5Worked as a tire fitter to pay his way through the National Art School.
6Attended Cardiff Public High School in New South Wales.
7Harvard University's Hasty Pudding Club gave him the Celebrated Filmmaker Award for Young Einstein (1988).


Quotes

#Quote
1Then if your movie clicks with real audiences, you'll be sucked into some sort of Hollywood orbit. It's a devil of a place where the only religion that really counts is box office.
2Now both my films have been number one at the Australian box office and it took about two years just to get the finance for this film, so if it's hard for me then God help everyone else.
3If government and media and all of us in the Australian tribe got together, and the rock industry, we'd just be the greatest cultural force the world has ever seen - we're such an amazing race.
4I kind of worry about that a little bit - we lost our film culture for 30 years because the Americans came in and bought up all the cinema chains and wouldn't show any Australian films.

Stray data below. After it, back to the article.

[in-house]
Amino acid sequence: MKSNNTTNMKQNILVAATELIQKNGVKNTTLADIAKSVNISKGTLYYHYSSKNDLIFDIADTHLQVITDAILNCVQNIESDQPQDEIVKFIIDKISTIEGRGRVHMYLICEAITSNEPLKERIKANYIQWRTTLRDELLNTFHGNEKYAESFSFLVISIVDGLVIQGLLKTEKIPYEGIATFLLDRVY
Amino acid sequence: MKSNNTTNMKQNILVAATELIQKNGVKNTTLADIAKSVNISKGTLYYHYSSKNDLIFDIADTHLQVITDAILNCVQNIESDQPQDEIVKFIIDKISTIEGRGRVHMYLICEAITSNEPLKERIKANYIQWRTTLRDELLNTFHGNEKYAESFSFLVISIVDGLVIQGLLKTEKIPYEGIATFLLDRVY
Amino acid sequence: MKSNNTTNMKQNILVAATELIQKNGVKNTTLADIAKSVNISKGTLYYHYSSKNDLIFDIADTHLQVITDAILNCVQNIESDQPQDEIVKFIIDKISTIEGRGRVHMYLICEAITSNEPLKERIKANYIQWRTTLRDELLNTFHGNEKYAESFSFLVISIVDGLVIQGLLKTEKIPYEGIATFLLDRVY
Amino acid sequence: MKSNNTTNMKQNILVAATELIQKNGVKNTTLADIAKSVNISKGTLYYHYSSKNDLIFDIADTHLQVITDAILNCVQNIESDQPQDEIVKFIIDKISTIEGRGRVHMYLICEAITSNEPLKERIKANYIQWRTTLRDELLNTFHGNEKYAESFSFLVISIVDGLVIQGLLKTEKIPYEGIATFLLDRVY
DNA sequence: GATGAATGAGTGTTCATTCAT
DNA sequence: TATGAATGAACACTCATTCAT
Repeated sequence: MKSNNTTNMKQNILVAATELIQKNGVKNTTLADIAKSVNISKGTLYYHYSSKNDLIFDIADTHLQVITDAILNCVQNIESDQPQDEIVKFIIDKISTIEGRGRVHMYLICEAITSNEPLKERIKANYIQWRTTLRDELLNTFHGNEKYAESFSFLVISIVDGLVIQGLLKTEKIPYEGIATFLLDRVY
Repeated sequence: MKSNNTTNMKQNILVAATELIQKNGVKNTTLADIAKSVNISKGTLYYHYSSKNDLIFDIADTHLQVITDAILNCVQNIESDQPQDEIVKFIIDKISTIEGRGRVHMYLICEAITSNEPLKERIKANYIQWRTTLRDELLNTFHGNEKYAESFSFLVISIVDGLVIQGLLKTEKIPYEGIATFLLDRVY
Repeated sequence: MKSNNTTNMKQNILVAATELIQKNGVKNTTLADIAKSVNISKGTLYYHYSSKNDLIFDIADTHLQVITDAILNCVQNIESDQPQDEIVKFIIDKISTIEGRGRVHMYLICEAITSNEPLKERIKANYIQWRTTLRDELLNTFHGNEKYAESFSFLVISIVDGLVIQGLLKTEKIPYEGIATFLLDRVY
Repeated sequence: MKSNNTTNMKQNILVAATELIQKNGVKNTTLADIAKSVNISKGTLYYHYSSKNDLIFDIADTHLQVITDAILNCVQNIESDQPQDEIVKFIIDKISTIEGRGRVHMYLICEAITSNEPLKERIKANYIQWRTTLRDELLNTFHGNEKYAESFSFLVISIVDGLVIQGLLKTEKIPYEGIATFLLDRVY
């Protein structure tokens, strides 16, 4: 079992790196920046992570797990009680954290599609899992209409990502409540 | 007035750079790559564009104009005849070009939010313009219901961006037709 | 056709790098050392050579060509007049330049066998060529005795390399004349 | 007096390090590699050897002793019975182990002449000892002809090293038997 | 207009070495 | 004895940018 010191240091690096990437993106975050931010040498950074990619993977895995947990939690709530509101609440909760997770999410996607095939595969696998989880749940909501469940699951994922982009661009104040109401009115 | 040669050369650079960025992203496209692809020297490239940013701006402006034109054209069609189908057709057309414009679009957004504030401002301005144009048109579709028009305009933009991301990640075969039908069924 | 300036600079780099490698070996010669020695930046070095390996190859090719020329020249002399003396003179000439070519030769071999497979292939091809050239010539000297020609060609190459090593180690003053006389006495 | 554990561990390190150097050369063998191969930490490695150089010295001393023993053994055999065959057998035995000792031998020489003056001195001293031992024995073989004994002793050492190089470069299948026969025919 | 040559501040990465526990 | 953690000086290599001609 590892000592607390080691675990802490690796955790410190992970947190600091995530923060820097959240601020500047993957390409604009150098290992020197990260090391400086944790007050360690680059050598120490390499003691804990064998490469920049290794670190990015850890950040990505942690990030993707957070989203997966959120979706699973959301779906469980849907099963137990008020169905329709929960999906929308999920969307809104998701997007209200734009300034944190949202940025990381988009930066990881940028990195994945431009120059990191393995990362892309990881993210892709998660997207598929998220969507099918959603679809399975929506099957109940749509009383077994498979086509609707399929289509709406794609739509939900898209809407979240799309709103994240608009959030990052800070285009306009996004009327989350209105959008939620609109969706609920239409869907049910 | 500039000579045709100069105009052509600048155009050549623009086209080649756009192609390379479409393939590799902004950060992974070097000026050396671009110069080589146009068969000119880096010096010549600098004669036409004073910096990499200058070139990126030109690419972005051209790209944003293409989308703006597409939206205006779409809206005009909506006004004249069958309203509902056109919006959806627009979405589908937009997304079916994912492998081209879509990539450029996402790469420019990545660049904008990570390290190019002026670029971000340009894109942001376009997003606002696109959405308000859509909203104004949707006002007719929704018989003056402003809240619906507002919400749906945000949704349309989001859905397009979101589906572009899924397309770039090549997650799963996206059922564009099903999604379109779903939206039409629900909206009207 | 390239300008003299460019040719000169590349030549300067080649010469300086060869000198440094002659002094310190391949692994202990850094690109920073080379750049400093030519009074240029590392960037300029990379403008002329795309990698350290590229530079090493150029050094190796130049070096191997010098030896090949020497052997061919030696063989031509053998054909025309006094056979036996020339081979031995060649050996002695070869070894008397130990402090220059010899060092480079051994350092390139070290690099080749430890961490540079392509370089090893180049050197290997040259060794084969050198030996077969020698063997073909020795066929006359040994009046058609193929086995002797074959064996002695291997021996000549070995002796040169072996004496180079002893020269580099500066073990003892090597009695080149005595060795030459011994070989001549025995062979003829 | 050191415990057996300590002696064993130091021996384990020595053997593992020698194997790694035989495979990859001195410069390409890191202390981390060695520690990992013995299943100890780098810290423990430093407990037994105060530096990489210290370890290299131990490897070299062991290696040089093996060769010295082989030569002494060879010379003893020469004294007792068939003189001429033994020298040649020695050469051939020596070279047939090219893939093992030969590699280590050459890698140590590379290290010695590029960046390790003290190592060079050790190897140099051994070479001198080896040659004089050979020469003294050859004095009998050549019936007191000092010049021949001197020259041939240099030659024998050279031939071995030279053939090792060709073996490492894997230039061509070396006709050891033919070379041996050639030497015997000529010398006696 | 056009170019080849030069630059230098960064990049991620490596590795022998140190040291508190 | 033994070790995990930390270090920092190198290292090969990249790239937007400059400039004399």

5I just wanted to do this all Australian film and we didn't want to give creative control to overseas 'cause whoever comes on my sets, whether you're sweeping the floor or an actor, it doesn't matter who comes up with the ideas, it's a collaboration.
6You go overseas and people are oppressed and scared and worried but we're not like that... we're more like my films and how people come out at the end of seeing them - they feel good.
7We live in a time where government is not a leadership thing, it's more a business that's out there and running riot, so I guess the people have to go out there and say stuff.
8Three years after starting, by physically doing everything from raising the finance to special effects, we'd finally cobbled together our low budget film.
9While the eyes of the world will be on us let's show everyone that we have a great sense of humour.
10We've got so many stories to tell, you know, we could take on the world.
11We cheer everyone who goes off to Hollywood and tells American stories but telling Australian stories is the greatest thing you can do.
12There are a thousand weird untold stories in the Australian film industry, this has been one of them.
13The journey of your first movie is not just beyond belief it can be truly beyond satire.